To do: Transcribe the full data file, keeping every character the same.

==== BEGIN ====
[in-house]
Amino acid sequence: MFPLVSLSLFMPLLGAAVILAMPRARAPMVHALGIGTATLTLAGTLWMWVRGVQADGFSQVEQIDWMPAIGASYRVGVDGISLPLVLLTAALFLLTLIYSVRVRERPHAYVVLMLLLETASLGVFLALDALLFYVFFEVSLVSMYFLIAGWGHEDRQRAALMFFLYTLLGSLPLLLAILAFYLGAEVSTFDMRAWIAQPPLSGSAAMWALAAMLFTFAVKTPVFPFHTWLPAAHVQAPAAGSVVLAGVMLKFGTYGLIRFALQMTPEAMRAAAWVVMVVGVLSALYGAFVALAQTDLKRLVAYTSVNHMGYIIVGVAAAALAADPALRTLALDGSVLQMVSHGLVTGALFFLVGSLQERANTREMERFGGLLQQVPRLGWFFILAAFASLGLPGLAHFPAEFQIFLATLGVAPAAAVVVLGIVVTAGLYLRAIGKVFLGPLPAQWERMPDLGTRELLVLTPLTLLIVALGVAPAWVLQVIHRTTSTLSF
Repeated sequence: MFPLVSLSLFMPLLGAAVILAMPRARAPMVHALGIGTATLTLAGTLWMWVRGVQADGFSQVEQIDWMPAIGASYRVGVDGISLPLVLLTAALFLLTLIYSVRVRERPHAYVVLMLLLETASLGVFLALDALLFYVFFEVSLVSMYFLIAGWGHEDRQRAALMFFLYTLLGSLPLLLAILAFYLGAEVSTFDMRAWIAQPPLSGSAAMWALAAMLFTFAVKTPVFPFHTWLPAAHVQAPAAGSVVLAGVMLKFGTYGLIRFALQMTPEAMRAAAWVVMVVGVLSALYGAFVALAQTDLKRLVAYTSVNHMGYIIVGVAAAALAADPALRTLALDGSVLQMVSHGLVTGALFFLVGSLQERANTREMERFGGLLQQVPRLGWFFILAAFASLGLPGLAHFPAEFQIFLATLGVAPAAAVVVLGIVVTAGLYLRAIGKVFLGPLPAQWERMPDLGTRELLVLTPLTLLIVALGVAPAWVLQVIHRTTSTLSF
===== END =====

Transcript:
[in-house]
Amino acid sequence: MFPLVSLSLFMPLLGAAVILAMPRARAPMVHALGIGTATLTLAGTLWMWVRGVQADGFSQVEQIDWMPAIGASYRVGVDGISLPLVLLTAALFLLTLIYSVRVRERPHAYVVLMLLLETASLGVFLALDALLFYVFFEVSLVSMYFLIAGWGHEDRQRAALMFFLYTLLGSLPLLLAILAFYLGAEVSTFDMRAWIAQPPLSGSAAMWALAAMLFTFAVKTPVFPFHTWLPAAHVQAPAAGSVVLAGVMLKFGTYGLIRFALQMTPEAMRAAAWVVMVVGVLSALYGAFVALAQTDLKRLVAYTSVNHMGYIIVGVAAAALAADPALRTLALDGSVLQMVSHGLVTGALFFLVGSLQERANTREMERFGGLLQQVPRLGWFFILAAFASLGLPGLAHFPAEFQIFLATLGVAPAAAVVVLGIVVTAGLYLRAIGKVFLGPLPAQWERMPDLGTRELLVLTPLTLLIVALGVAPAWVLQVIHRTTSTLSF
Repeated sequence: MFPLVSLSLFMPLLGAAVILAMPRARAPMVHALGIGTATLTLAGTLWMWVRGVQADGFSQVEQIDWMPAIGASYRVGVDGISLPLVLLTAALFLLTLIYSVRVRERPHAYVVLMLLLETASLGVFLALDALLFYVFFEVSLVSMYFLIAGWGHEDRQRAALMFFLYTLLGSLPLLLAILAFYLGAEVSTFDMRAWIAQPPLSGSAAMWALAAMLFTFAVKTPVFPFHTWLPAAHVQAPAAGSVVLAGVMLKFGTYGLIRFALQMTPEAMRAAAWVVMVVGVLSALYGAFVALAQTDLKRLVAYTSVNHMGYIIVGVAAAALAADPALRTLALDGSVLQMVSHGLVTGALFFLVGSLQERANTREMERFGGLLQQVPRLGWFFILAAFASLGLPGLAHFPAEFQIFLATLGVAPAAAVVVLGIVVTAGLYLRAIGKVFLGPLPAQWERMPDLGTRELLVLTPLTLLIVALGVAPAWVLQVIHRTTSTLSF